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Sexual and Gender Based ViolenceTraining for Trainers


Between 22 and 24 June in the Red Cross of Serbia Headquarters a training for trainers was organised focusing on Sexual and Gender Based Violence. The workshop was organised by the Red Cross of Serbia and International Federation of Red Cross and Red Crescent Societies with 20 participants from five National Societies. The main goal of the workshop was to improve knowledge and skills of the staff and volunteers of the Red Cross, to improve capacity, ensure exchange of experience and establish standards in working on Sexual and Gender Based Violence, which may lead to building more secure and resilient communities.

Since early 2016 some 180,000 migrants have reached Europe, mainly through Greece as well as Italy. Vast majority of them came from the countries with active armed conflict where the violence happened over several years and is still ongoing, thus causing intense migration. The Red Cross provides support and services to migrants and this includes psychosocial support services that are more and more needed along the migration route. The increasing percentage of women, children and young men in the migrating population also increases the need for psychosocial support services.

According to the data provided by HelpAge USA (affiliate partner of HelpAge International), there are over 65 million forcibly displaced people around the world, with anaverage displacement lasting for 26 years. This unprecedented number ofpeople dislocated due to war and persecution has increased by fifty percentin the last five years.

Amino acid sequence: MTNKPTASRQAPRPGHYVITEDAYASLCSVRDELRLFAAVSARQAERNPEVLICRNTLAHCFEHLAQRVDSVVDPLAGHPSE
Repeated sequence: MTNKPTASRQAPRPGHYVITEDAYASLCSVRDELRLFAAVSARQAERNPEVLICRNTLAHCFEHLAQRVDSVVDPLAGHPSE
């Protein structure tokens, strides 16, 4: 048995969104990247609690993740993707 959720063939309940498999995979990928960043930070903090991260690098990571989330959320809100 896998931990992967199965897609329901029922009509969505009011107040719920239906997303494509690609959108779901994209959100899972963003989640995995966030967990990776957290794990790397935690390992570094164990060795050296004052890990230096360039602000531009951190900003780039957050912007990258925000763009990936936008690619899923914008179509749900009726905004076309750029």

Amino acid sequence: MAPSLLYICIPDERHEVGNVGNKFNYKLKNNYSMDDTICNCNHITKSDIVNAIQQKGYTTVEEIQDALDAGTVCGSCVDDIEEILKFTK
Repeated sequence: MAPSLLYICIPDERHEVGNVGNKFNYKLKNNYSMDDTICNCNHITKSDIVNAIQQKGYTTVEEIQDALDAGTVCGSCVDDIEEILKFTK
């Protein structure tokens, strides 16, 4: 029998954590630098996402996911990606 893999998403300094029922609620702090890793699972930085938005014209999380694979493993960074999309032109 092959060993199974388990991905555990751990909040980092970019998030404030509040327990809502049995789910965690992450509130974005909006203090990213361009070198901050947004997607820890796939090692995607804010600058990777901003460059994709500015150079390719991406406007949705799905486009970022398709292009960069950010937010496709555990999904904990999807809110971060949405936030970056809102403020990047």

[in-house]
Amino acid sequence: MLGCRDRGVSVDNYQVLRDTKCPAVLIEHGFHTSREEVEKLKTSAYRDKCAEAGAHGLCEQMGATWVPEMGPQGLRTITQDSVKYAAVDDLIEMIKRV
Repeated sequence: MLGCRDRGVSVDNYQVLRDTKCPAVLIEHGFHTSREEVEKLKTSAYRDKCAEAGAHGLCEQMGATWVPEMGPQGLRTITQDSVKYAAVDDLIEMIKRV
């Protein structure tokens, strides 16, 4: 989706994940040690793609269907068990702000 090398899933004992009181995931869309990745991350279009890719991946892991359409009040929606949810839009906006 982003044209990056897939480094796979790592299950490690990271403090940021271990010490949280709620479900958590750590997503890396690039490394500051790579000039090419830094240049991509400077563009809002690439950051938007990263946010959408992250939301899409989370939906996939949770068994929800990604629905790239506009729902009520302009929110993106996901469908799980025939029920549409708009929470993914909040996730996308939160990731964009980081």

As the migration crisis continues, it is clear that more information is needed on Sexual and Gender Based Violence.

The workshop participants have over the three days of lectures and interactive work been trained to recognise Sexual and Gender Based Violence, have been strengthened and taught in which ways they can support the person surviving Sexual and Gender Based Violence. They were also explained how important it is to know the details about the functioning of support systems, so they can refer the person in need to the appropriate service.

In crises, there are certain population groups at higher risk. Children are often at the highest risk. Risks for children are defined through Minimum Standards for protection of Children in Humanitarian Interventions and they include: physical, sexual and psychological violence; neglect; injuries; harmful practices; including early and forced marriage; psychosocial distress and mental disorders; children linked to armed forces or armed groups; child labour; unaccompanied children and isolated children. Statistics from around the world show that the risks children face during and after disasters may increase, sometimes dramatically.

In addition, the participants also learned about other groups at higher risk: older persons, persons living with disabilities and LGBT population. As the Red Cross of Serbia is a leading National Society on the topics of ageing, older people and their access to human rights, a section of the workshop was focused on elder abuse. Demographicestimates suggest the number of older people in displacement all over the world is between 3 and 5 million.

The lecturers at the workshop were: Dr JeyathasanKulasingam, Health & Care delegate - Migration response, Shirin Namiq, Protection, Gender and Diversity Delegate, Regional Office for Europe, International Federation of Red Cross and Red Crescent Societies, Tina Tinde, Gender and Diversity Coordinator, Policy, Strategy and Knowledge (PSK) Department, Geneva International Federation of Red Cross and Red Crescent Societies. The section related to elder abuse was done by the Red Cross of Serbia associates Natasa Todorovic and Dr Milutin Vracevic.